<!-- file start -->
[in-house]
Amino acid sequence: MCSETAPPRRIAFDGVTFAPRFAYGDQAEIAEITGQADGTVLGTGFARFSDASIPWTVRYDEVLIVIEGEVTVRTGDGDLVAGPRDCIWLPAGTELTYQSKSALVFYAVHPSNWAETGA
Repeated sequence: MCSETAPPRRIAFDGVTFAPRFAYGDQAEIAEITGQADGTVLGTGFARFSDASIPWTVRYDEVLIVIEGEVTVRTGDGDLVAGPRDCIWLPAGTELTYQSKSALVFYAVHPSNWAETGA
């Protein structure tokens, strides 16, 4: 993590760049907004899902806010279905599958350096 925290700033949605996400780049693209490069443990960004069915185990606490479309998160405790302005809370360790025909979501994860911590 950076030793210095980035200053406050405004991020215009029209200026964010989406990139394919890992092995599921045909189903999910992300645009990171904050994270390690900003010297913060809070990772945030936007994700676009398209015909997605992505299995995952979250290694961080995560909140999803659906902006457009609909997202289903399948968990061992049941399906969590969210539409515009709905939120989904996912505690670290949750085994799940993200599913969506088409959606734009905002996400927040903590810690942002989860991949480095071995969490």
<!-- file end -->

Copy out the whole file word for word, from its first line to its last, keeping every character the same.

[in-house]
Amino acid sequence: MCSETAPPRRIAFDGVTFAPRFAYGDQAEIAEITGQADGTVLGTGFARFSDASIPWTVRYDEVLIVIEGEVTVRTGDGDLVAGPRDCIWLPAGTELTYQSKSALVFYAVHPSNWAETGA
Repeated sequence: MCSETAPPRRIAFDGVTFAPRFAYGDQAEIAEITGQADGTVLGTGFARFSDASIPWTVRYDEVLIVIEGEVTVRTGDGDLVAGPRDCIWLPAGTELTYQSKSALVFYAVHPSNWAETGA
């Protein structure tokens, strides 16, 4: 993590760049907004899902806010279905599958350096 925290700033949605996400780049693209490069443990960004069915185990606490479309998160405790302005809370360790025909979501994860911590 950076030793210095980035200053406050405004991020215009029209200026964010989406990139394919890992092995599921045909189903999910992300645009990171904050994270390690900003010297913060809070990772945030936007994700676009398209015909997605992505299995995952979250290694961080995560909140999803659906902006457009609909997202289903399948968990061992049941399906969590969210539409515009709905939120989904996912505690670290949750085994799940993200599913969506088409959606734009905002996400927040903590810690942002989860991949480095071995969490």